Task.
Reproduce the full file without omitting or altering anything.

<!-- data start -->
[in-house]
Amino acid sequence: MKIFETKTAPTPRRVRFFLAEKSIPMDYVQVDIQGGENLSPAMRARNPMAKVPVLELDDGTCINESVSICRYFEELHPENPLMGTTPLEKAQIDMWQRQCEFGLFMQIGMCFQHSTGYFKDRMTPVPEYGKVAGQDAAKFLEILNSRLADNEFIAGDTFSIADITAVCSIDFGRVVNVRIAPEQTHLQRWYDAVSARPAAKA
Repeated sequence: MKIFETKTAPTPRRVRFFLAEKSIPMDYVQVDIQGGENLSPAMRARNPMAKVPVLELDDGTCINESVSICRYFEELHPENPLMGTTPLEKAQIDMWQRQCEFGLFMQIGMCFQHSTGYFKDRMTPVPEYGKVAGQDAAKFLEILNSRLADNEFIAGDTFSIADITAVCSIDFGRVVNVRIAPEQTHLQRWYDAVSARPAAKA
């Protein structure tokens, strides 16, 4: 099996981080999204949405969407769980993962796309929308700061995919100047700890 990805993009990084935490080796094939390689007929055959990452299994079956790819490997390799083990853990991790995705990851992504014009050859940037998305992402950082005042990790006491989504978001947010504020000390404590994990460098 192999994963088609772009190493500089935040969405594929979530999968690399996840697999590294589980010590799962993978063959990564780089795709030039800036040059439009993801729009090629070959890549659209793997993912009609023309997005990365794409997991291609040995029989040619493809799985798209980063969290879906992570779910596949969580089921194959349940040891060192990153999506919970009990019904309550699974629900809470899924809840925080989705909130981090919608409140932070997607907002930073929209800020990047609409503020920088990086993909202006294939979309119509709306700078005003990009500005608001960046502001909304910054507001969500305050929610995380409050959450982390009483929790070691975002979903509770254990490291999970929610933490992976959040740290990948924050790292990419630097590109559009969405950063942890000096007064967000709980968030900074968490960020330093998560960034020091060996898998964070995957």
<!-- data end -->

[in-house]
Amino acid sequence: MKIFETKTAPTPRRVRFFLAEKSIPMDYVQVDIQGGENLSPAMRARNPMAKVPVLELDDGTCINESVSICRYFEELHPENPLMGTTPLEKAQIDMWQRQCEFGLFMQIGMCFQHSTGYFKDRMTPVPEYGKVAGQDAAKFLEILNSRLADNEFIAGDTFSIADITAVCSIDFGRVVNVRIAPEQTHLQRWYDAVSARPAAKA
Repeated sequence: MKIFETKTAPTPRRVRFFLAEKSIPMDYVQVDIQGGENLSPAMRARNPMAKVPVLELDDGTCINESVSICRYFEELHPENPLMGTTPLEKAQIDMWQRQCEFGLFMQIGMCFQHSTGYFKDRMTPVPEYGKVAGQDAAKFLEILNSRLADNEFIAGDTFSIADITAVCSIDFGRVVNVRIAPEQTHLQRWYDAVSARPAAKA
């Protein structure tokens, strides 16, 4: 099996981080999204949405969407769980993962796309929308700061995919100047700890 990805993009990084935490080796094939390689007929055959990452299994079956790819490997390799083990853990991790995705990851992504014009050859940037998305992402950082005042990790006491989504978001947010504020000390404590994990460098 192999994963088609772009190493500089935040969405594929979530999968690399996840697999590294589980010590799962993978063959990564780089795709030039800036040059439009993801729009090629070959890549659209793997993912009609023309997005990365794409997991291609040995029989040619493809799985798209980063969290879906992570779910596949969580089921194959349940040891060192990153999506919970009990019904309550699974629900809470899924809840925080989705909130981090919608409140932070997607907002930073929209800020990047609409503020920088990086993909202006294939979309119509709306700078005003990009500005608001960046502001909304910054507001969500305050929610995380409050959450982390009483929790070691975002979903509770254990490291999970929610933490992976959040740290990948924050790292990419630097590109559009969405950063942890000096007064967000709980968030900074968490960020330093998560960034020091060996898998964070995957």